“The aviation finance sector plays a major role in funding these deliveries. Aircraft lessors currently fund just over 40 per cent of all new deliveries and over half of these are owned and managed out of Ireland,” said Woods.
“The rate of growth of the leasing industry has increased over time in a market that is doubling every 15 years.”
In 1970 lessors accounted for 0.5 per cent of the market which grew to approximately 2 per cent by 1980. By 1990, lessors accounted for around 15 per cent, rising to around 25 per cent by 2000 and to approximately 40 per cent today.
“Lessors are growing in a growing market and Irish leasing businesses are at the heart of it. Today we see enormous investor interest in the leasing sector right across the capital stack,” said Woods. “This investor interest has driven a rapid expansion in the number of sidecars and joint ventures established with aircraft lessors as well as significant interest in aircraft asset-backed securitisations.”
KPMG expects a number of additional transactions to come to market before year end.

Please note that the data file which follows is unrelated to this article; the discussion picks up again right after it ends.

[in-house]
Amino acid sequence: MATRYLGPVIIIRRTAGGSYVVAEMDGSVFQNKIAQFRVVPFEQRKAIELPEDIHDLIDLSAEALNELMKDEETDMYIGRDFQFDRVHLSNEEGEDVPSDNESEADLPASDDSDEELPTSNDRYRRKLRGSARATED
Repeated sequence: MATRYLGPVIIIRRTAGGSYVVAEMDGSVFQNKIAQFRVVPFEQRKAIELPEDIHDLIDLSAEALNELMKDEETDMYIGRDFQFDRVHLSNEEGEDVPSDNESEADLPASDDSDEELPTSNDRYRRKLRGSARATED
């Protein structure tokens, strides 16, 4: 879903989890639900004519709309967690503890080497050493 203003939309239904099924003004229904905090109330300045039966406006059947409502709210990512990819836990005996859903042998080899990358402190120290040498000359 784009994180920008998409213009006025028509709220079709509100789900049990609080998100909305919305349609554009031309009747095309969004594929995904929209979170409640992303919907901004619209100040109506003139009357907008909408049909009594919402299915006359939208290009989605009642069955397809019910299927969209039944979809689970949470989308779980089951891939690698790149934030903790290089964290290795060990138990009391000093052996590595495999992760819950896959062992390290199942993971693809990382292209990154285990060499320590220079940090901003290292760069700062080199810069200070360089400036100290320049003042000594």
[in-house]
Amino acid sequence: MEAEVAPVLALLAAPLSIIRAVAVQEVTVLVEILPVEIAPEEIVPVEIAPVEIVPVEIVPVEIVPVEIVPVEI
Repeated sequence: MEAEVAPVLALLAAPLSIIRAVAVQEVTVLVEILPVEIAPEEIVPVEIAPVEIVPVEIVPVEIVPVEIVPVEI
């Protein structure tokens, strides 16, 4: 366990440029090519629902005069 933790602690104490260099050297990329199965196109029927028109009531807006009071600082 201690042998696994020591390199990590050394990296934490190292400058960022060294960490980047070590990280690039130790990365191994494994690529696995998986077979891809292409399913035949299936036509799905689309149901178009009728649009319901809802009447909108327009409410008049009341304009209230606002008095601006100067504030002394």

“It has been a very busy year for us. The macro-economic environment is very favourable – fuel is relatively stable (although spiking recently), interest rates are low although beginning to tick upwards, airline operating margins remain generally good, global GDP is rising and passenger traffic growth is well above trend,” he said.
“With such growth in the sector comes a desire for companies to achieve a certain scale. Consolidation remains a key theme,” said Woods.
“This year we were delighted to be involved in DAE’s acquisition of AWAS, which follows on from last year’s acquisition by Avolon of CIT Group’s aircraft leasing business. It is likely that there is more consolidation to come.”
KPMG has worked with the sector from its beginnings in Ireland and has been identified as one of the most influential companies operating in the global aviation sector.
“We have been lucky enough to work with almost every aviation finance industry player, advising on transactions in over 150 countries worldwide,” said Woods.
“As well as our core audit and tax services, we are seeing increasing interest in our advisory service offerings including due diligence, operational improvement, modelling and securitisation services. This is consistent with the activity levels and transactions in the market.”